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The Psychological Hurdle of Sports Retirement

  • October 05, 2020
  • Depression, Patients and Families

Frank Molinaro, a wrestler who finished fifth in the 2016 Olympics, was confident he would medal at the 2020 Tokyo games. Unfortunately, as a father of three, committing to another year of intense training and strain on his family was simply not in the cards with the postponement of the Olympics until 2021. Molinaro decided he will retire without a second chance at Olympic gold.

For that athlete who viewed the 2020 Olympics as the pinnacle of their career, or for that senior in college who was excited to share their last championship with their teammates, the pandemic has brought about an anti-climactic and disappointing end to their season and a forced break from training, and, for some, forced premature retirement.

Sports retirement is often a major life transition for an athlete and can therefore be a major psychological challenge. Feelings of depression and loss, worry about the future, and low life satisfaction are common in retiring athletes. These negative feelings can be compounded by the loss of income, loss of health care, even the loss of an education. Athletes who have an unexpected retirement, like Molinaro, are known to have a more difficult time.

Though “retirement” from any life activity or job can be mentally challenging, there are some reasons why the transition can be especially difficult for athletes:

  • Sports careers tend to be short, given the physical demands. The average career of an NFL player may be as little as 3.5 seasons. For women’s artistic gymnastics, athletes rarely compete past their early 20s. These athletes have their whole lives ahead of them, but they might not feel prepared for it.&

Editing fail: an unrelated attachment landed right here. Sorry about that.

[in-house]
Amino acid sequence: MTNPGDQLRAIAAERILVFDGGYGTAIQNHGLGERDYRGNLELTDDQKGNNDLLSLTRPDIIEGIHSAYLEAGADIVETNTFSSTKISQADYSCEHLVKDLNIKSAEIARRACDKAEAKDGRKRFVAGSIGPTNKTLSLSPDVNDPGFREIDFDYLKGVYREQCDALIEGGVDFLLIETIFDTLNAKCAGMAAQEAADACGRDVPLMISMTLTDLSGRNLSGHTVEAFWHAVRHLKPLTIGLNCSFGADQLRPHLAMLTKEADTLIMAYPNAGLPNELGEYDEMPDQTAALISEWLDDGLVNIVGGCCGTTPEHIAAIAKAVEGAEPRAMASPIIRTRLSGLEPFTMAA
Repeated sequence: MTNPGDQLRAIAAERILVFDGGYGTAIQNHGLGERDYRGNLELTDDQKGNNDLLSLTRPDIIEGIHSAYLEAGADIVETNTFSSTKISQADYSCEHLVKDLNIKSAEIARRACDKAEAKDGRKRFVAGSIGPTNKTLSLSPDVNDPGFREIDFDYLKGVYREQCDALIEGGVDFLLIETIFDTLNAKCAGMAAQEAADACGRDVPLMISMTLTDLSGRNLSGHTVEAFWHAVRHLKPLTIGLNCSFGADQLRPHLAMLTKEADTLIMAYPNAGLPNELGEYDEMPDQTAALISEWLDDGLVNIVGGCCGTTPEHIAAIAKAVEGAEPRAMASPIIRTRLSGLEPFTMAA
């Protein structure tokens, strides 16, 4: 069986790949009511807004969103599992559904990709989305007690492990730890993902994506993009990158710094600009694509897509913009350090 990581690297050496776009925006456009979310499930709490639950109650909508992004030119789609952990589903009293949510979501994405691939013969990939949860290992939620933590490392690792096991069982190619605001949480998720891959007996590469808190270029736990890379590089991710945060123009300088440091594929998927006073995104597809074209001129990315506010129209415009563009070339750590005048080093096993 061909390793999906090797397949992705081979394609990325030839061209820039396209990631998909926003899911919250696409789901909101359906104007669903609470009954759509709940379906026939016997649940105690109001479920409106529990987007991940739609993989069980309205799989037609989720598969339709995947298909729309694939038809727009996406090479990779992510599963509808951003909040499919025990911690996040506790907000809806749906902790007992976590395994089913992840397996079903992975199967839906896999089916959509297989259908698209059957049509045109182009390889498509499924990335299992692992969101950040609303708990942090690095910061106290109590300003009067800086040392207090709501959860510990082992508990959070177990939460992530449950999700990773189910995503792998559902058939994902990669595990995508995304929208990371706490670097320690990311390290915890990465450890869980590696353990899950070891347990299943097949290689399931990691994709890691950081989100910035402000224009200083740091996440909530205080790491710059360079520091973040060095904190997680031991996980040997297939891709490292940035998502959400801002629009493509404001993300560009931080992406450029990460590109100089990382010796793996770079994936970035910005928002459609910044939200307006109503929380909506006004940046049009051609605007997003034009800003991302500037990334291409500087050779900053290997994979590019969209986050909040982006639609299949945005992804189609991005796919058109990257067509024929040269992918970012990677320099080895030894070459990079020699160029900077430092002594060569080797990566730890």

• Competitive athletes typically begin their sport at a young age and tend to develop their identity around their sport. Athletes with very strong identities tied to their sport are known to have a harder time with retirement.
  • Athletes are often hard-working and success-driven. They may not be used to struggling with learning a new role such as a vocation or family responsibilities.
  • Aside from purely mental challenges, athletes also face physical challenges with retirement as they experience changes in their physique and fitness. Weight gain may lead to mood changes and disordered eating. Highly competitive athletes are also less likely to be familiar with other recreational sports, or even exercise routines outside of the context of their sport, requiring them to develop new habits of fitness.

Despite the challenges of retirement for athletes, many athletes do transition well, and go on to experience very fulfilling lives during their transition and post-sport. Through research, we know some things can help ease the transition:

  • Education and awareness of sports retirement and its challenges
  • Retirement planning
  • Behavioral and cognitive therapy-based workshops and support
  • Access to mental health treatment if needed
  • Access to higher education or vocational training
  • Culture considerations

Many of these strategies require interventions well before retirement and should be viewed in parallel with the athlete’s career. Culturally, shifting towards viewing athletes more holistically is also beneficial. Coaches and staff can help by being aware of the challenges of retirement, being open to interventions, and supporting athletes’ lives outside of sport.

With awareness and appropriate support, more athletes can avoid the negative consequences of retirement and continue to flourish through all phases of their lives, just as they had on the field, the mat, or the balance beam.

By Brittany Anderson,
Medical Student, University of Wisconsin

Reviewed by Claudia Reardon, M.D.,
Associate Professor,
University of Wisconsin,
School of Medicine and Public Health, Department of Psychiatry

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